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The incidence of behaviours associated with body checking among young ice hockey players
  1. C Goulet*,
  2. L Nadeau,
  3. C A Emery,
  4. D Hamel,
  5. S Malenfant
  1. Correspondence Department of Physical Education, Laval University, Pavillon de l'ducation physique et des sports 2300, rue de la Terrasse, local 2176, Quebec, G1V 0A6, Canada


Context Ice hockey has one of the highest sport participation and injury rates in youth in Canada. Body checking (BC) is the predominant mechanism of injury in leagues where it is permitted.

Objective To determine if the incidence of physical contacts differs for Pee Wee (PW) players (11–12 years) in leagues where BC is permitted (Alberta) versus players in leagues where BC is not permitted (Quebec).

Design Cohort study.

Setting Arenas in Alberta and Quebec, 2007–2008 season.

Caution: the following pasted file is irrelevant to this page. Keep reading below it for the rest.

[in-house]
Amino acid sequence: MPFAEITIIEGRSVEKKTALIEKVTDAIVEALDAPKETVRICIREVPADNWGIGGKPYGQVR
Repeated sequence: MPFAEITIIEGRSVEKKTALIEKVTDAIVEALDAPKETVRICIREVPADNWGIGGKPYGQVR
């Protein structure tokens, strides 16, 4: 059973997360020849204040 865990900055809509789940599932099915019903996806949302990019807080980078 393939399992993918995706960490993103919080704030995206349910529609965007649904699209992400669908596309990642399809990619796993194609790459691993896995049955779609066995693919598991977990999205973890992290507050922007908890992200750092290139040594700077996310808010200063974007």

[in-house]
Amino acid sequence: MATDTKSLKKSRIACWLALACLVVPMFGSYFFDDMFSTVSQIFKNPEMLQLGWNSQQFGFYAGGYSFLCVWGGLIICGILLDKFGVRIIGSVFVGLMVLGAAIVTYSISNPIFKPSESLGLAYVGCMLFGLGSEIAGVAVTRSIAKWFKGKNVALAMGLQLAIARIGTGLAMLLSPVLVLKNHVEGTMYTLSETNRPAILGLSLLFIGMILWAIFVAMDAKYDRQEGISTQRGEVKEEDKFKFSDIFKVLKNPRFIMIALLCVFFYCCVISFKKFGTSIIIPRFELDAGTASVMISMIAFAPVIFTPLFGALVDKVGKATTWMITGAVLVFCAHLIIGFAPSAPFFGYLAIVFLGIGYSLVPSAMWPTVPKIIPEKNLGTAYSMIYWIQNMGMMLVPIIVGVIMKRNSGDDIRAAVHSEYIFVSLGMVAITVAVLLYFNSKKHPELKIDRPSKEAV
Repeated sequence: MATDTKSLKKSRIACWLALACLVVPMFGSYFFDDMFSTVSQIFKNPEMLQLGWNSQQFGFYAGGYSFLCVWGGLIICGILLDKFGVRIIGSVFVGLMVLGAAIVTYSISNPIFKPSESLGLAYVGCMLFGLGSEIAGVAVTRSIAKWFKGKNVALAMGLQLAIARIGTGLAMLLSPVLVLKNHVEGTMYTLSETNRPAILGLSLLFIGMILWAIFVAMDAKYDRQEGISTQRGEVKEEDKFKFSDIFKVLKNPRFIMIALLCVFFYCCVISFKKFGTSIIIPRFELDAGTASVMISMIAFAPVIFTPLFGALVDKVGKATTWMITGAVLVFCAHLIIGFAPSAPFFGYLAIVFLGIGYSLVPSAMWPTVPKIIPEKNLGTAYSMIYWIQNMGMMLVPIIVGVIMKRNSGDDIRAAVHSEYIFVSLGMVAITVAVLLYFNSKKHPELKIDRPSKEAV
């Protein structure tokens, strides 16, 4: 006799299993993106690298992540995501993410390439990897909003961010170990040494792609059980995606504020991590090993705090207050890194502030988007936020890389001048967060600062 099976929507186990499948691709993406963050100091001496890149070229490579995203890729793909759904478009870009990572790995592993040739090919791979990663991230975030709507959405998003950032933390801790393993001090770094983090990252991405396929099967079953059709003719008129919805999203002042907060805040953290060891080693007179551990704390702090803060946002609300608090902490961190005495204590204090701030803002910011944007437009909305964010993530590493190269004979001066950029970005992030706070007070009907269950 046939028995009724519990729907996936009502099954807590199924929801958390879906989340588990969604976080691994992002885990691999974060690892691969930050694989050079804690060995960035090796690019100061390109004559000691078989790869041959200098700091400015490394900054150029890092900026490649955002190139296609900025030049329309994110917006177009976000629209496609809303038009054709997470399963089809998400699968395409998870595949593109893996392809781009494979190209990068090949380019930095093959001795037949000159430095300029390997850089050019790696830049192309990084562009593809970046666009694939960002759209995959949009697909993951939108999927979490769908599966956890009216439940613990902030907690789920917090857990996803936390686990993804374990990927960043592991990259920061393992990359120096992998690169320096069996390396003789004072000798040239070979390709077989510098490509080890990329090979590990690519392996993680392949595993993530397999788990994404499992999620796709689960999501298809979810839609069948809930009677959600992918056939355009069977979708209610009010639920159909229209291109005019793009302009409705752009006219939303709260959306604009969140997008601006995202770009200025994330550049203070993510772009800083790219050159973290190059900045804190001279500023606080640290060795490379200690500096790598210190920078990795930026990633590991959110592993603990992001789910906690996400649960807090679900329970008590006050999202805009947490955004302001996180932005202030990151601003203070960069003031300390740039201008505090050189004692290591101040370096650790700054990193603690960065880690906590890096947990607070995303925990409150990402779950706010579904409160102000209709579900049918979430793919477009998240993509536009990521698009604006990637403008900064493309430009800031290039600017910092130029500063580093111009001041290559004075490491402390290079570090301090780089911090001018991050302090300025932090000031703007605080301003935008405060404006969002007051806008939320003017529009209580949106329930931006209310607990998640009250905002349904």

Participants PW teams in the top 10% of divisions of play in Quebec (n=10) and Calgary (n=10).

Observation technique 20 games were analysed. Games were video-recorded and analysed by two trained observers.

Main outcome measures The intensity of the physical contacts was observed with a validated observation system. Five levels of intensity were coded. Level 1 represents the lowest intensity of physical contacts. Rate ratios (RR) adjusted for team clusters based on multivariate Poisson regression was used to compare games played in Calgary and Quebec.

Results 2418 physical contacts were observed. No difference was observed in the rate of physical contacts in games played in both provinces. High intensity physical contacts (levels 4 and 5 combined) were more frequent in Calgary (RR=6.57; 95% IC 3.09 to 13.93).

Conclusions The results suggest that the greater rate of injury observed in PW leagues where BC is permitted would not be caused by the frequency of the physical contacts but by their intensity.

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